The work health and safety duty of an officer
The work health and safety duty of an officer
The work health and safety duty of an officer: a guide
Here we provide guidance on the interpretation and application of section 27 of the Work Health and Safety Act 2011 (Act), including who will be an officer and what it will mean for them.
Why there is a due diligence requirement on an officer
A ‘person conducting a business or undertaking’ (PCBU) has work health and safety (WHS) duties under the Act. The PCBU may be a corporation, partnership, unincorporated association, a self employed person or a sole trader.
A business or undertaking is operated (governed) by individuals who, through their decision making, influence the specific activities and behaviours that determine the success or failure of health and safety initiatives and compliance by the PCBU with WHS laws. These individuals through their decisions and behaviour strongly influence the culture of the business or undertaking and accountability within it. They make important decisions on the resources that will be made available for the purposes of work health and safety and the policies that will be developed to support compliance.
Section 27 of the Act accordingly places a duty to exercise due diligence on these individuals, who are described as officers, to require them to take reasonable steps that will support a health and safety culture, accountability, the allocation of resources and development of appropriate policies. These due diligence requirements enable an officer to ensure that the PCBU uses and applies appropriate resources, policies, procedures and health and safety practices in the conduct of a business or undertaking. If an officer fails to exercise due diligence requirements, they can be held personally liable.
Who an ‘officer’ is
Section 4 of the Act adopts as the definition of an officer for a corporation, partnership (with a variation noted below) or unincorporated association, the definition of that term in Section 9 of the Commonwealth Corporations Act 2001.
Under section 9 of the Corporations Act 2001 an “officer” of a corporation means:
- a director or secretary of the corporation; or
- a person:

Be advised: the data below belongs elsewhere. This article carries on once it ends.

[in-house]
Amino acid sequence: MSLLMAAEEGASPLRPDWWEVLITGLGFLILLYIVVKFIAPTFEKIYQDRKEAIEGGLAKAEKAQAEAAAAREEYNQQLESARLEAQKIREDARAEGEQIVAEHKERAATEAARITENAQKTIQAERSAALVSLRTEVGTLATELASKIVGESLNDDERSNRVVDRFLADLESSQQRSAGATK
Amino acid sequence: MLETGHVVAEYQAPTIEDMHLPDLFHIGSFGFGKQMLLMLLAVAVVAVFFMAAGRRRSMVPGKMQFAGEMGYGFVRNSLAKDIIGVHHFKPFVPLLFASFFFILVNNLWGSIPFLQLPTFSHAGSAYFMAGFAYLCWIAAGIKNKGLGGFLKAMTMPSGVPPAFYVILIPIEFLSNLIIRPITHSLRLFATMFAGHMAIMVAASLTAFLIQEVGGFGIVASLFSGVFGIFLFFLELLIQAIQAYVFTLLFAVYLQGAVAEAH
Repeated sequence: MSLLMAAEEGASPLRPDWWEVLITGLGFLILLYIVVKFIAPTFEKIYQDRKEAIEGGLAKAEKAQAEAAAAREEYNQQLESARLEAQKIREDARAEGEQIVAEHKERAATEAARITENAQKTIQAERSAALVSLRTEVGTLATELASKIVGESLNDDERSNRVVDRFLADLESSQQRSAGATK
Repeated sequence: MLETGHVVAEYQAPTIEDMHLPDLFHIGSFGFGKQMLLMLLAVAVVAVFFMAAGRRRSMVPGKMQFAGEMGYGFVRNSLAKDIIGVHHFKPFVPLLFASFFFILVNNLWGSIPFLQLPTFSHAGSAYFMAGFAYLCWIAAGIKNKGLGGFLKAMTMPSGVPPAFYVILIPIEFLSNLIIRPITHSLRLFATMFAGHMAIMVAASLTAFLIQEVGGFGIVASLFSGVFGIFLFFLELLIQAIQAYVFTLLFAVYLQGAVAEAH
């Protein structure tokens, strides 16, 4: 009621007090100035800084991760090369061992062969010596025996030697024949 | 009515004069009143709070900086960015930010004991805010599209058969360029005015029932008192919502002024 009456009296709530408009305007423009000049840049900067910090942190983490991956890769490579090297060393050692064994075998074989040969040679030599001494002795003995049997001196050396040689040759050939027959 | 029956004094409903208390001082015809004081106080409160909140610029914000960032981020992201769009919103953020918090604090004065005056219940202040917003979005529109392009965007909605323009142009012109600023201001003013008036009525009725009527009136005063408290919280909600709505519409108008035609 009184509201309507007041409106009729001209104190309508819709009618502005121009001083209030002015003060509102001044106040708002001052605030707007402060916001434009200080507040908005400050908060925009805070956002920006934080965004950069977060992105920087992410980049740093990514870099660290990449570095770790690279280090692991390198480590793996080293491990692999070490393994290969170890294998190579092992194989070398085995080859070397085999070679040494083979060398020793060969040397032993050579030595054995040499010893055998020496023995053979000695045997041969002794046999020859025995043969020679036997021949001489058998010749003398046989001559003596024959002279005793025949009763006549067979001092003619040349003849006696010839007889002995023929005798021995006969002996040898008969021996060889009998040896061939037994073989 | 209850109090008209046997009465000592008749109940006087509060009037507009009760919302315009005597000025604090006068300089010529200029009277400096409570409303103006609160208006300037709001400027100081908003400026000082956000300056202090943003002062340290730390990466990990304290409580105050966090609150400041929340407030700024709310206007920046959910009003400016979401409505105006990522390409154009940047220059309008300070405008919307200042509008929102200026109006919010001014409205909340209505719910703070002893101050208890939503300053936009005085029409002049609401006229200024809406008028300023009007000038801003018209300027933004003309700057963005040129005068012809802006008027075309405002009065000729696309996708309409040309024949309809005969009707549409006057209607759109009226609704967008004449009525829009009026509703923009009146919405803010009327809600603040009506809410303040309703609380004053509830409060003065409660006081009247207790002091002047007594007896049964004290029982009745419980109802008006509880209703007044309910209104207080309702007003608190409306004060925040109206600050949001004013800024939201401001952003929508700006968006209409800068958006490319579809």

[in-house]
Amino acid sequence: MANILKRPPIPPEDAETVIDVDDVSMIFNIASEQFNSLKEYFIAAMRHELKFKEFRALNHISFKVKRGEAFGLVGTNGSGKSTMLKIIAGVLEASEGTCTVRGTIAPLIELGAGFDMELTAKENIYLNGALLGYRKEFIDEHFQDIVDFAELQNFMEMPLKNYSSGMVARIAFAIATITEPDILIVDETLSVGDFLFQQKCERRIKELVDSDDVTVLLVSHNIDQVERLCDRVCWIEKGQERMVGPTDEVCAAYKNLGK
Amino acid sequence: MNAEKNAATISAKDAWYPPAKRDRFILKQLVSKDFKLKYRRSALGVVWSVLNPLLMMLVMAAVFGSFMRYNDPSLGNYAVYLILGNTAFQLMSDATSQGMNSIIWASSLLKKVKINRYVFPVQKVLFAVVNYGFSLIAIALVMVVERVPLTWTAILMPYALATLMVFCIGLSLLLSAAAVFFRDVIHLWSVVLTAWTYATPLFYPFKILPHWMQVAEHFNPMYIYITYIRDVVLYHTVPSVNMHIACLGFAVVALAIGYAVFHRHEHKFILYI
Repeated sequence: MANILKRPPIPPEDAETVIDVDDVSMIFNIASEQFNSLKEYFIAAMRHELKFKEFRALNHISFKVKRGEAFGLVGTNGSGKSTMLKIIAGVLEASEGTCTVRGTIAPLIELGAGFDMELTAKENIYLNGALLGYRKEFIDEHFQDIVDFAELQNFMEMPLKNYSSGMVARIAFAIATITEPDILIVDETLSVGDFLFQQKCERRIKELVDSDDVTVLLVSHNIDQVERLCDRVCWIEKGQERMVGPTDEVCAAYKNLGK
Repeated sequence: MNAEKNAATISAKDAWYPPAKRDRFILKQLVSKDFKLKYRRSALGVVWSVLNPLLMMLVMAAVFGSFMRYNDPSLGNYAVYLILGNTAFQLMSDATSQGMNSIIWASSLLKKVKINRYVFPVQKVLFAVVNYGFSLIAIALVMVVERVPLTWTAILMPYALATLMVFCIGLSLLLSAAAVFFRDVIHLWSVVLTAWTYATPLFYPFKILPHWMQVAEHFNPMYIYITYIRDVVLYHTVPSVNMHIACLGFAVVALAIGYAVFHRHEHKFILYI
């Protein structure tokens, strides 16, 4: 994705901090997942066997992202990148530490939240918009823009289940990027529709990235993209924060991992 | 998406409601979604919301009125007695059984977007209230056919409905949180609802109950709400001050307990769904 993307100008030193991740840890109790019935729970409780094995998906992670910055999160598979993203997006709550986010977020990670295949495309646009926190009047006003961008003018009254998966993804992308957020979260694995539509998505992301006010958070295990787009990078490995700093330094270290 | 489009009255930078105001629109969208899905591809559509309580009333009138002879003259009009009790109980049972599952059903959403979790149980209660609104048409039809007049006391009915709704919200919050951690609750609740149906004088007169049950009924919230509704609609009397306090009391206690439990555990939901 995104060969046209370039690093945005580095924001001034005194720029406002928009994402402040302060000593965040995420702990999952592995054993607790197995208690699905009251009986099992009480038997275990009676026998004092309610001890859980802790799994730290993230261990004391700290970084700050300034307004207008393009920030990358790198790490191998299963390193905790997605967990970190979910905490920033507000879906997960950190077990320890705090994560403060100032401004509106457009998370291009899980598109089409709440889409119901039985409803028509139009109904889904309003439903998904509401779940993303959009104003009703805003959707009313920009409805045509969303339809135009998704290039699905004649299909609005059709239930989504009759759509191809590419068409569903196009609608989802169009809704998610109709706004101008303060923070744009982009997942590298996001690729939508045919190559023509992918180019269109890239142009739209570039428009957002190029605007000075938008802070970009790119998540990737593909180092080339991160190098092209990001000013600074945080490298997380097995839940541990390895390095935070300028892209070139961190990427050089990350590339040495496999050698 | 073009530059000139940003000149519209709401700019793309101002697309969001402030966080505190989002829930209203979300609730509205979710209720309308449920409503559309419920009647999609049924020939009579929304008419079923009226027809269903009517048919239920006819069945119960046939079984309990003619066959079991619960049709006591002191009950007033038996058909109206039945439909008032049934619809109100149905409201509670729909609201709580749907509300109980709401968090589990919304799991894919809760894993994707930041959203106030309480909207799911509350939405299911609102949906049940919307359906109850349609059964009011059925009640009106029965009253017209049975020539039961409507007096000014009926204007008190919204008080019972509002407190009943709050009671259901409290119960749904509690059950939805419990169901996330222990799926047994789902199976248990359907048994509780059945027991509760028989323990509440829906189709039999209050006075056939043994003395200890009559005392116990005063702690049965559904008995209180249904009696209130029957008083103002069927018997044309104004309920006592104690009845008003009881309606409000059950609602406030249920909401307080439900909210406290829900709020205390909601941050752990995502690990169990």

- who makes, or participates in making decisions that affect the whole or a substantial part, of the business of the corporation; or
- who has the capacity to affect significantly the corporation’s financial standing;
- in accordance with whose instructions or wishes the directors of the corporation are accustomed to act (excluding advice given by the person in the proper performance of functions attaching to the persons professional capacity or their business relationship with the directors or the corporation); or
- a receiver, or receiver and manager, of the property of the corporation; or
- an administrator of the corporation; or
- an administrator of a deed of company arrangement executed by the corporation; or
- a liquidator of the corporation.
The Corporations Act definition provides similar categories for an officer of a partnership or an unincorporated association.
Exclusion of a partner in partnerships
Section 4 of the Act excludes a partner in a partnership from being an officer of a PCBU. This is to avoid double liability for the partners as they are individually and collectively a PCBU and would owe duties under the Act and have the potential liabilities of a PCBU.
Officers of the Crown or a public authority
An officer of the Crown, or of a public authority that is a corporation, is defined only as a person who makes, or participates in making decisions that affect the whole or a substantial part, of a business or undertaking of the Crown or public authority.
The first step in identifying who is an officer of the Crown will be to identify the relevant business or undertaking of the Crown. This will be determined on the particular facts, including the way in which the relevant department or agency is organised and administered.
The business or undertaking will generally be clear in the case of a public authority that is a corporation. In the case of a department, a business or undertaking could be conducted by the whole department or an identifiable part or agency within the department. This is important when considering compliance by the PCBU that must be ensured by the officer.